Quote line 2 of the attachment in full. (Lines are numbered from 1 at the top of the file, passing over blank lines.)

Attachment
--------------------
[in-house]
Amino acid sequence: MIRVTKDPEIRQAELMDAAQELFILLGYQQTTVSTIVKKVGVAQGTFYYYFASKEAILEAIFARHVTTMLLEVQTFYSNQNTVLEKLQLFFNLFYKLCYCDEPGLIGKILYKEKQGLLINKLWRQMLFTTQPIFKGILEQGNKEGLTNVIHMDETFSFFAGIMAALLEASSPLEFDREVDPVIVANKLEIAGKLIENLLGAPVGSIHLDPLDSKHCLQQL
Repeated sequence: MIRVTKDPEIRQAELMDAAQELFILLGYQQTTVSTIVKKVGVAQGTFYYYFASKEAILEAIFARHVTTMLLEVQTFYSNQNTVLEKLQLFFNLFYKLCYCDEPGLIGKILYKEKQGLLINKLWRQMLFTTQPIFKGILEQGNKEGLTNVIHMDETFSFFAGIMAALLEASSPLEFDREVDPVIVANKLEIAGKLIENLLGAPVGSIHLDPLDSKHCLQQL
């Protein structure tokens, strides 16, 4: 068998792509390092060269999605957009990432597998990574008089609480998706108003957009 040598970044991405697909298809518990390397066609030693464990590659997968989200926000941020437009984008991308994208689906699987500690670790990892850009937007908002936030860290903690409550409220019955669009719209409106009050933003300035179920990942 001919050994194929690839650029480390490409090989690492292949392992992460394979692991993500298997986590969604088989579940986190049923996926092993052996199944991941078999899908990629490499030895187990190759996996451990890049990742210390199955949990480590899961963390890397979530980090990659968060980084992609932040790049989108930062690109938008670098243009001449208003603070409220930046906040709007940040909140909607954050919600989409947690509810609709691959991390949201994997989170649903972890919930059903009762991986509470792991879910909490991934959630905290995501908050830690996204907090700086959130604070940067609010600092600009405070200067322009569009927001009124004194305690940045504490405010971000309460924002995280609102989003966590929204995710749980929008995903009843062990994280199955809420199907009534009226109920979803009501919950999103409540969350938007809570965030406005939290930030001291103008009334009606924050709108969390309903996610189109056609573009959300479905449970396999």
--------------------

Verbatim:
Amino acid sequence: MIRVTKDPEIRQAELMDAAQELFILLGYQQTTVSTIVKKVGVAQGTFYYYFASKEAILEAIFARHVTTMLLEVQTFYSNQNTVLEKLQLFFNLFYKLCYCDEPGLIGKILYKEKQGLLINKLWRQMLFTTQPIFKGILEQGNKEGLTNVIHMDETFSFFAGIMAALLEASSPLEFDREVDPVIVANKLEIAGKLIENLLGAPVGSIHLDPLDSKHCLQQL